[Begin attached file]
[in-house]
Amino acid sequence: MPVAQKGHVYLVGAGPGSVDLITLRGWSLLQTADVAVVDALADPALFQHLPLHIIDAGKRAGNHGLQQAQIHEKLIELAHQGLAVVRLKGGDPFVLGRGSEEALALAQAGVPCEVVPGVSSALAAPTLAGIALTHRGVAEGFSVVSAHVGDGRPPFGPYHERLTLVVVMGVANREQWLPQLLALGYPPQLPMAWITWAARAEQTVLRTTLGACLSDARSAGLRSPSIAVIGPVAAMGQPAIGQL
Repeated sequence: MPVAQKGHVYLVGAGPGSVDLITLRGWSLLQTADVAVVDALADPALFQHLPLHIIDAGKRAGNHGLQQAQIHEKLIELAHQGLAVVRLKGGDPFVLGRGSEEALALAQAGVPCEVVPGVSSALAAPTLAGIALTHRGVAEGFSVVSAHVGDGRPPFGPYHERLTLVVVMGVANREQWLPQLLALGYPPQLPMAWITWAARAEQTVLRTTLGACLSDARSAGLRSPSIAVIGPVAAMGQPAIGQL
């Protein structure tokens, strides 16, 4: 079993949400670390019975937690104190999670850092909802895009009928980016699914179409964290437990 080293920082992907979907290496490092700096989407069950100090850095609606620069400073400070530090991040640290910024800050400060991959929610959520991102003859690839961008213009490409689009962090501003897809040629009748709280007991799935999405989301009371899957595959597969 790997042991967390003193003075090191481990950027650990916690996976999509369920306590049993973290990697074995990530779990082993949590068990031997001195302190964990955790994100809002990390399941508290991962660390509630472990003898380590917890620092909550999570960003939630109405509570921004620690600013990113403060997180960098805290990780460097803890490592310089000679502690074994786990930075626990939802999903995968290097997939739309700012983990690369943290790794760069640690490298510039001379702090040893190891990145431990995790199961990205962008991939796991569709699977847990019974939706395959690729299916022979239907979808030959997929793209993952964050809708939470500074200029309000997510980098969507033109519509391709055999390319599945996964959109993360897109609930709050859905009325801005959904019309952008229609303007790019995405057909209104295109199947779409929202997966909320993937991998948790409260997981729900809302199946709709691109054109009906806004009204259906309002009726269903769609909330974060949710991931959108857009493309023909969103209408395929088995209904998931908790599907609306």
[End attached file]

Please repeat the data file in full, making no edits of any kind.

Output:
[in-house]
Amino acid sequence: MPVAQKGHVYLVGAGPGSVDLITLRGWSLLQTADVAVVDALADPALFQHLPLHIIDAGKRAGNHGLQQAQIHEKLIELAHQGLAVVRLKGGDPFVLGRGSEEALALAQAGVPCEVVPGVSSALAAPTLAGIALTHRGVAEGFSVVSAHVGDGRPPFGPYHERLTLVVVMGVANREQWLPQLLALGYPPQLPMAWITWAARAEQTVLRTTLGACLSDARSAGLRSPSIAVIGPVAAMGQPAIGQL
Repeated sequence: MPVAQKGHVYLVGAGPGSVDLITLRGWSLLQTADVAVVDALADPALFQHLPLHIIDAGKRAGNHGLQQAQIHEKLIELAHQGLAVVRLKGGDPFVLGRGSEEALALAQAGVPCEVVPGVSSALAAPTLAGIALTHRGVAEGFSVVSAHVGDGRPPFGPYHERLTLVVVMGVANREQWLPQLLALGYPPQLPMAWITWAARAEQTVLRTTLGACLSDARSAGLRSPSIAVIGPVAAMGQPAIGQL
């Protein structure tokens, strides 16, 4: 079993949400670390019975937690104190999670850092909802895009009928980016699914179409964290437990 080293920082992907979907290496490092700096989407069950100090850095609606620069400073400070530090991040640290910024800050400060991959929610959520991102003859690839961008213009490409689009962090501003897809040629009748709280007991799935999405989301009371899957595959597969 790997042991967390003193003075090191481990950027650990916690996976999509369920306590049993973290990697074995990530779990082993949590068990031997001195302190964990955790994100809002990390399941508290991962660390509630472990003898380590917890620092909550999570960003939630109405509570921004620690600013990113403060997180960098805290990780460097803890490592310089000679502690074994786990930075626990939802999903995968290097997939739309700012983990690369943290790794760069640690490298510039001379702090040893190891990145431990995790199961990205962008991939796991569709699977847990019974939706395959690729299916022979239907979808030959997929793209993952964050809708939470500074200029309000997510980098969507033109519509391709055999390319599945996964959109993360897109609930709050859905009325801005959904019309952008229609303007790019995405057909209104295109199947779409929202997966909320993937991998948790409260997981729900809302199946709709691109054109009906806004009204259906309002009726269903769609909330974060949710991931959108857009493309023909969103209408395929088995209904998931908790599907609306």